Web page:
On February 13, the Mayo Clinic Alix School of Medicine erroneously emailed 364 letters of acceptance to students seeking admission to the medical school.
Soon after the emails were sent, the school said a technical error was discovered and the letters of acceptance were withdrawn by email. All affected applicants have been contacted by phone.
"We deeply regret having caused disappointment and stress to these applicants and we are continuing to investigate the issue," the Mayo Clinic said in an apology statement posted on its website.
The school mistakenly sent out acceptance letters to everyone who was interviewed, according to a report by CNN.
Admissions Dean J. Michael Bostwick, MD, told CNN that the school typically makes offers to just 46 students and initial offers are always made by phone.
"It's awful. We're still not clear how this happened and we're so upset for these folks," Bostwick told CNN.
Students took to The Student Doctor Network, a nonprofit service for medical professionals, to voice their opinion on the glitch.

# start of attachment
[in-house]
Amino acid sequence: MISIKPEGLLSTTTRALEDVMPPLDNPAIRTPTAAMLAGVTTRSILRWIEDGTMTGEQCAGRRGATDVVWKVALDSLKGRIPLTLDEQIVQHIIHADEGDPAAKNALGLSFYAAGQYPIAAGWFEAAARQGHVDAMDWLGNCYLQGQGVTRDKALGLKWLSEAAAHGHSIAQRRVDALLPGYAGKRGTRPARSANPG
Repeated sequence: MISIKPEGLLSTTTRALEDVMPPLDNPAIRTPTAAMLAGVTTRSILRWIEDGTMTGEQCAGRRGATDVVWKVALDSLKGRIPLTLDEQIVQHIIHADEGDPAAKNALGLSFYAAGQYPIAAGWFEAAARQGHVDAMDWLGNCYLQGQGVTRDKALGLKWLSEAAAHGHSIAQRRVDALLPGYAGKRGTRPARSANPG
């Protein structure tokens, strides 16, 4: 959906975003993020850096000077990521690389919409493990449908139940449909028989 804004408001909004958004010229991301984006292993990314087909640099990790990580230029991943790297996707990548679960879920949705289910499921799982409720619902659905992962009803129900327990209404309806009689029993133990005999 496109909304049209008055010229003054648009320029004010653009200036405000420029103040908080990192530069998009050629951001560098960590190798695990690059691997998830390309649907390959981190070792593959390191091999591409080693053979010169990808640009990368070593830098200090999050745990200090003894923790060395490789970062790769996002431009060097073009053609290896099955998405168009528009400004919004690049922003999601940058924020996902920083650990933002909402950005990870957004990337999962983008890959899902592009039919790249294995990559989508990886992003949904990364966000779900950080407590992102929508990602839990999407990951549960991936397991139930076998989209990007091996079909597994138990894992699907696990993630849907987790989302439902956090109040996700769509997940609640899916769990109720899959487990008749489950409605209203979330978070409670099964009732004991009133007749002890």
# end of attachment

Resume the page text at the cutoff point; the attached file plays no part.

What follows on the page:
One user was unhappy with the limited information being provided to students. "I would say we deserve to know everything that happened, including the nitty-gritty and details," the user wrote. "But knowing how this process works, we don't. And this isn't an issue at Mayo specifically, it is this whole power-imbalanced process. The most we get will be a generic apology to save face or deter legal action and a vague statement regarding what happened. I think it's even questionable whether we're going to get that."
Another user was more sympathetic, writing, "Unpopular opinion time: I don't think it's fair to drastically change your opinion of the school based on this incident. Suggesting that this mistake means you would be treated poorly as a student does not make sense. Sure, that email could have been more apologetic, but we live in an incredibly litigious society (people are already jumping on the idea of suing Mayo over this), so of course they're going to spend time consulting with attorneys before releasing any statements and before doing anything that could admit culpability.
"I'm sure that the people in the Admissions Office feel terrible about the mistake. At least for me, this incident does not change the fact that every interaction I had at Mayo was very positive. Yes, this day has been an emotional roller coaster, and I feel for everyone that is in this situation, but I think it's best to give this some time before jumping to emotional conclusions."
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Cite this: Megan Brooks. Mayo Clinic Medical School Mistakenly Accepts 364 Applicants - Medscape - Feb 18, 2020.